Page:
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Say we have an object (e.g., end-effector of a robot) that is defined in a general coordinate system by a Cartesian position and Quaternion.

since the Quaternion is with respect to a general and fixed coordinate system, it is rather not intuitive for me how to calculate this Quaternion if the object is rotated locally.

That is, assuming a local coordinate system on this object, while keeping the position of it also fixed, I want to calculate a new Quaternion vector if the object is rotated by small angles (α, β, γ, or pitch, yaw, and roll) with respect to this local frame/coordinate-system.

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It is often useful to create a 2D example and use rigid-body transforms (i.e., $T\in\text{SE}(2)$, where ${\small T=\begin{bmatrix}R&t\\0&1\end{bmatrix}}$, $R\in\text{SO}(2),t\in\mathbb{R}^2$). In this way, the position and rotation are compactly encoded in a single element.

When working through these types of problems, it is important to clearly define notation and coordinate frames. For example, here we will write $T^a_b$ to describe the coordinate frame $\mathcal{F}^b$ with respect to $\mathcal{F}^a$. In other words, $T^a_b$ transforms data in $b$ and expresses it in $a$ (e.g., see more here).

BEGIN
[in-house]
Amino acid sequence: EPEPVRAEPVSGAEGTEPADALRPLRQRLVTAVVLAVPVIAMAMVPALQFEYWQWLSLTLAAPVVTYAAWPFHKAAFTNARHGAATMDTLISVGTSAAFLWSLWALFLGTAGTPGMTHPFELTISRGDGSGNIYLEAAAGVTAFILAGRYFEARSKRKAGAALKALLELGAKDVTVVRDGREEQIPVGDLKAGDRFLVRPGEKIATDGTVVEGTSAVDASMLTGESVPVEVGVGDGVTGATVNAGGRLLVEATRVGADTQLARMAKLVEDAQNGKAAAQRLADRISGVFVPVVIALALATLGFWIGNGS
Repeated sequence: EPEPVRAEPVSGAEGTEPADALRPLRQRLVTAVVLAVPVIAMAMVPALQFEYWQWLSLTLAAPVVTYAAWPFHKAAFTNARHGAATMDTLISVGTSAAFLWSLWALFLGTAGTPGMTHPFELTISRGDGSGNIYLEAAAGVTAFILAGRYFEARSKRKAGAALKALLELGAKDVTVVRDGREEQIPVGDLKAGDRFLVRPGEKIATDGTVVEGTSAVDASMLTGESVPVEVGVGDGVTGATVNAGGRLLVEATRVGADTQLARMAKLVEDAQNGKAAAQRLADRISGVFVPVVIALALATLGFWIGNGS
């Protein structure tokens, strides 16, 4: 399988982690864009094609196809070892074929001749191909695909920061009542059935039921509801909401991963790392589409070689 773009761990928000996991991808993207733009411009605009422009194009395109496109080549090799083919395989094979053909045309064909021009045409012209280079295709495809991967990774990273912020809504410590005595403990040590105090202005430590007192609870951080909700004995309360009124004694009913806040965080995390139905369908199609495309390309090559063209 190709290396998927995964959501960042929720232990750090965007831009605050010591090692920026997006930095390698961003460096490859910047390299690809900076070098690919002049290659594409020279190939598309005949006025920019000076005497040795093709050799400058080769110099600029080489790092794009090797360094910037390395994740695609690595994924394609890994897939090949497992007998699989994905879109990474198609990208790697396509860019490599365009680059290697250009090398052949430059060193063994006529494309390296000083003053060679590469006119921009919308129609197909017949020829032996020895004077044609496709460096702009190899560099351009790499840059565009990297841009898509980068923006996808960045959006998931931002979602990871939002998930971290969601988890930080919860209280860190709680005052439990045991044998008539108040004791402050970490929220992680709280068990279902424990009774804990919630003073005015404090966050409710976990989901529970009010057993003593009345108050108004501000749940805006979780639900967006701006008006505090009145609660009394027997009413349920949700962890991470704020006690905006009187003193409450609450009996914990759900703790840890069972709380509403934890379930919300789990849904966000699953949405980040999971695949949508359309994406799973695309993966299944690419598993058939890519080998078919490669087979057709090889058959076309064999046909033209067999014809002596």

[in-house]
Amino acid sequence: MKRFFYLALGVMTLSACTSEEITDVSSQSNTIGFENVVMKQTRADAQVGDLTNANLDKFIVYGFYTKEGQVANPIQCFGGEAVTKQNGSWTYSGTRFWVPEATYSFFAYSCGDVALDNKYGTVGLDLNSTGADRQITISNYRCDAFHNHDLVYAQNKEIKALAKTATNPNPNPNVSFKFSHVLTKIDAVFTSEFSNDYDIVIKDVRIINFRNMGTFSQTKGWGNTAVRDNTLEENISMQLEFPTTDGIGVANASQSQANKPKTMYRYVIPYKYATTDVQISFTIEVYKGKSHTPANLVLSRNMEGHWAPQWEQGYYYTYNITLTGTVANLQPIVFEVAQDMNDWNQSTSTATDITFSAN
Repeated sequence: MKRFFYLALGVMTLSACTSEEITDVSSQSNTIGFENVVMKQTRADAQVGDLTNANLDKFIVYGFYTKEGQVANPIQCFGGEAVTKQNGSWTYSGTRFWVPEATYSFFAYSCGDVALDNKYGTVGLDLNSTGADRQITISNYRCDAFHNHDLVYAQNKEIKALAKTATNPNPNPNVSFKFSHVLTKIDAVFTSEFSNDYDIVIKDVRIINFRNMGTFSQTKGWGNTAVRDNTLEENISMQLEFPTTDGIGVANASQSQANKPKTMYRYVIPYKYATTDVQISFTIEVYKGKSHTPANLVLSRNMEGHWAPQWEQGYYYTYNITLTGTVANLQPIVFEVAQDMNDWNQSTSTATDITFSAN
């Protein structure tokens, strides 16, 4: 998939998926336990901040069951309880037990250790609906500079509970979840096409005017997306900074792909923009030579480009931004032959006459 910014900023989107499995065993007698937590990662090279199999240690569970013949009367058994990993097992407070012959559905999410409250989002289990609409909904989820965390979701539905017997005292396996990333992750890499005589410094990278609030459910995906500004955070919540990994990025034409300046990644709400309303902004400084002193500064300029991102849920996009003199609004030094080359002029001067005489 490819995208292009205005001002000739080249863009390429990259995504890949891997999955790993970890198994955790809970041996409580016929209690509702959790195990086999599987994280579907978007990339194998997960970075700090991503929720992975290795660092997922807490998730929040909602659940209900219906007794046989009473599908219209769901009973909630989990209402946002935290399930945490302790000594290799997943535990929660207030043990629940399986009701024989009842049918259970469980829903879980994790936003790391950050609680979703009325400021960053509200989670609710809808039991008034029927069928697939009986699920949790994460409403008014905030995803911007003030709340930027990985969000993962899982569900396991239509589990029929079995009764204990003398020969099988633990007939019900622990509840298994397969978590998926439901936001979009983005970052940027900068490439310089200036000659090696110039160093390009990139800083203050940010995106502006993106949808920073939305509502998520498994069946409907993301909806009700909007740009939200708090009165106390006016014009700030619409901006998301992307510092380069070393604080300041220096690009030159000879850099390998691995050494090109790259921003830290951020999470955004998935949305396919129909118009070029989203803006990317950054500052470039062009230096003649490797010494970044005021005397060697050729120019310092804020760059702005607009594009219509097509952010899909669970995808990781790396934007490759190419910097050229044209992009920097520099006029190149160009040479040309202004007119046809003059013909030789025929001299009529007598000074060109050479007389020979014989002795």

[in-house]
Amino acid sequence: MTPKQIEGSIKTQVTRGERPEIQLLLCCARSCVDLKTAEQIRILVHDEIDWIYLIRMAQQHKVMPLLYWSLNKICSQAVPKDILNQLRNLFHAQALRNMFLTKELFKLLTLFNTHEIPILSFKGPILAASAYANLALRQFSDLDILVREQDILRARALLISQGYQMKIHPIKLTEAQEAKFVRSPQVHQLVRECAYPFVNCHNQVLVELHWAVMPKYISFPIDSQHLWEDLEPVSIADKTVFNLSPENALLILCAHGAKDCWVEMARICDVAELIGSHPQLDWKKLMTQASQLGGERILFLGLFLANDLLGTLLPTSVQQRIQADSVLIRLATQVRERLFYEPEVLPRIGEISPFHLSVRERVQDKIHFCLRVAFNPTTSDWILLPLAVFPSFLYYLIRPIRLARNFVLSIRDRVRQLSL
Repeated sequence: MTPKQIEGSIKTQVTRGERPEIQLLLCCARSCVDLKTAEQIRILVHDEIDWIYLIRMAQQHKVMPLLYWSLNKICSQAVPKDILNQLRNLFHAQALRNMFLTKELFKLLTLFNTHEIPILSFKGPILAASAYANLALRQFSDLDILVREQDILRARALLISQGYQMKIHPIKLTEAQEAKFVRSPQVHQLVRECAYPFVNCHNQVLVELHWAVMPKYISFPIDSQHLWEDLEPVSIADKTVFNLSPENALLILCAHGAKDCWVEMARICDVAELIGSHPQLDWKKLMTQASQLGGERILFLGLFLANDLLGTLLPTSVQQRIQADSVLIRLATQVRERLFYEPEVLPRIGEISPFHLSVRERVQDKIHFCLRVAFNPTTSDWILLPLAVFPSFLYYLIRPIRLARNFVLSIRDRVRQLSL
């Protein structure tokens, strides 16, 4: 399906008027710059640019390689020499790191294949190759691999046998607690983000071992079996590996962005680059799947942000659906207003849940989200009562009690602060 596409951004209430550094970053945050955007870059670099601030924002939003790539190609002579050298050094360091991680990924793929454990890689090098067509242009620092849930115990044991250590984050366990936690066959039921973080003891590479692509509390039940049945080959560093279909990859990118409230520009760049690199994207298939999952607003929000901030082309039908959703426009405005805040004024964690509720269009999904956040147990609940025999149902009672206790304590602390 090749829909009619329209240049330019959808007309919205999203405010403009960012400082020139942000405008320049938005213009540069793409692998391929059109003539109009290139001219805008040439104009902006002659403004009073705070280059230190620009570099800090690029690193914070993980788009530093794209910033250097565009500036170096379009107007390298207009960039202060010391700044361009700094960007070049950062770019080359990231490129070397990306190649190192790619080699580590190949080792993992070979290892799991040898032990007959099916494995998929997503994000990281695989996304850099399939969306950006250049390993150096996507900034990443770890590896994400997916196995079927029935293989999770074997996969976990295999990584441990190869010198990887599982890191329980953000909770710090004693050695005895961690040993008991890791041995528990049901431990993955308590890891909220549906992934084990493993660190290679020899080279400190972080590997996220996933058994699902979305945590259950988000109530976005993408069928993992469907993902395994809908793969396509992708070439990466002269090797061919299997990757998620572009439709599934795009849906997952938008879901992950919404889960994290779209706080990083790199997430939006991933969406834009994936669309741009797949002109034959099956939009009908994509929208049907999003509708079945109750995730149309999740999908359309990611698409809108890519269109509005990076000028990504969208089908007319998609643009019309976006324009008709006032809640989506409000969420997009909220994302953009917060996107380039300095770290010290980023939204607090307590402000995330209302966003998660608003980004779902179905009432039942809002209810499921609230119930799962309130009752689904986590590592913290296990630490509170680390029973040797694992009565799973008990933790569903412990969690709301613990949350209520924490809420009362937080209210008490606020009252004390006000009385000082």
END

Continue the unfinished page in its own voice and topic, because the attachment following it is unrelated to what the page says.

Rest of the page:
In the following diagram, I have drawn the world frame axis $\mathcal{F}^W$ and an object that has a position and orientation with respect to that world frame (i.e., $T^W_b$). This object has its own coordinate frame $\mathcal{F}^b$. Now, a further transformation $T^b_{b'}$ occurs, where it just so happens that there was no translation. This final coordinate body position and orientation can be expressed in terms of the world frame by composition as

$$ T^W_{b'} = T^W_b T^b_{b'}. $$

Now, to answer your question more concretely, we can consider just the unit quaternion encoding the orientation of $\mathcal{F}^{b'}$ w.r.t $\mathcal{F}^W$, that is, for $q\in S^3$,

$$ q^W_{b'} = q^W_b q^b_{b'}. $$

In your setup, it sounds like you have $q^W_b$ and some Euler angles describing the rotation $q^b_{b'}$. Given everything above, your question seems to become "how do I convert Euler angles to a quaternion," for which many answers and software packages exist (Wikipedia). Please take care to know if your Euler angles are expressed as intrinsic or extrinsic and the correct rotation order. I recommend using something like MATLAB's eul2quat or, in Python, transformations.py (embedded in ROS as tf.transformations) to verify.

coordinate transformations from world to body to body'

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